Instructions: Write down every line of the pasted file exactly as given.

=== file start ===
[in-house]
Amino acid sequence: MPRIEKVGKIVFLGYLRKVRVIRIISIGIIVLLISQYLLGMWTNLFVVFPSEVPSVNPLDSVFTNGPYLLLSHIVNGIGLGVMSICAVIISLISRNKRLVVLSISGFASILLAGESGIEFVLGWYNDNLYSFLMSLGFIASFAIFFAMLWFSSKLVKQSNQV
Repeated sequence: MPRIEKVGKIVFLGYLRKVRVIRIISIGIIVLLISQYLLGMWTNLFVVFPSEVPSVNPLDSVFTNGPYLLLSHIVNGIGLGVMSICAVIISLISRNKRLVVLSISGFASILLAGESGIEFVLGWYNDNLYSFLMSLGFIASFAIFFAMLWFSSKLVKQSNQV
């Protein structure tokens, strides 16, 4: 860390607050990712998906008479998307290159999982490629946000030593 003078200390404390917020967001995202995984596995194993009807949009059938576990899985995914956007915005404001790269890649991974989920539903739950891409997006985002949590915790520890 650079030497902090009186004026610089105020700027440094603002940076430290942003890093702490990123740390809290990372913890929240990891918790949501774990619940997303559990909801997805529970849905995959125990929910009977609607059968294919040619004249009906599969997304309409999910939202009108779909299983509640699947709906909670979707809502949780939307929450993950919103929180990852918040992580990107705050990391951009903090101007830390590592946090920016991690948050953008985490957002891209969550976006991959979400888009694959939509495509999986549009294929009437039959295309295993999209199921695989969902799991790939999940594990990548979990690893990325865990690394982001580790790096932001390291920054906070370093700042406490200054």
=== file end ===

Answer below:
[in-house]
Amino acid sequence: MPRIEKVGKIVFLGYLRKVRVIRIISIGIIVLLISQYLLGMWTNLFVVFPSEVPSVNPLDSVFTNGPYLLLSHIVNGIGLGVMSICAVIISLISRNKRLVVLSISGFASILLAGESGIEFVLGWYNDNLYSFLMSLGFIASFAIFFAMLWFSSKLVKQSNQV
Repeated sequence: MPRIEKVGKIVFLGYLRKVRVIRIISIGIIVLLISQYLLGMWTNLFVVFPSEVPSVNPLDSVFTNGPYLLLSHIVNGIGLGVMSICAVIISLISRNKRLVVLSISGFASILLAGESGIEFVLGWYNDNLYSFLMSLGFIASFAIFFAMLWFSSKLVKQSNQV
């Protein structure tokens, strides 16, 4: 860390607050990712998906008479998307290159999982490629946000030593 003078200390404390917020967001995202995984596995194993009807949009059938576990899985995914956007915005404001790269890649991974989920539903739950891409997006985002949590915790520890 650079030497902090009186004026610089105020700027440094603002940076430290942003890093702490990123740390809290990372913890929240990891918790949501774990619940997303559990909801997805529970849905995959125990929910009977609607059968294919040619004249009906599969997304309409999910939202009108779909299983509640699947709906909670979707809502949780939307929450993950919103929180990852918040992580990107705050990391951009903090101007830390590592946090920016991690948050953008985490957002891209969550976006991959979400888009694959939509495509999986549009294929009437039959295309295993999209199921695989969902799991790939999940594990990548979990690893990325865990690394982001580790790096932001390291920054906070370093700042406490200054």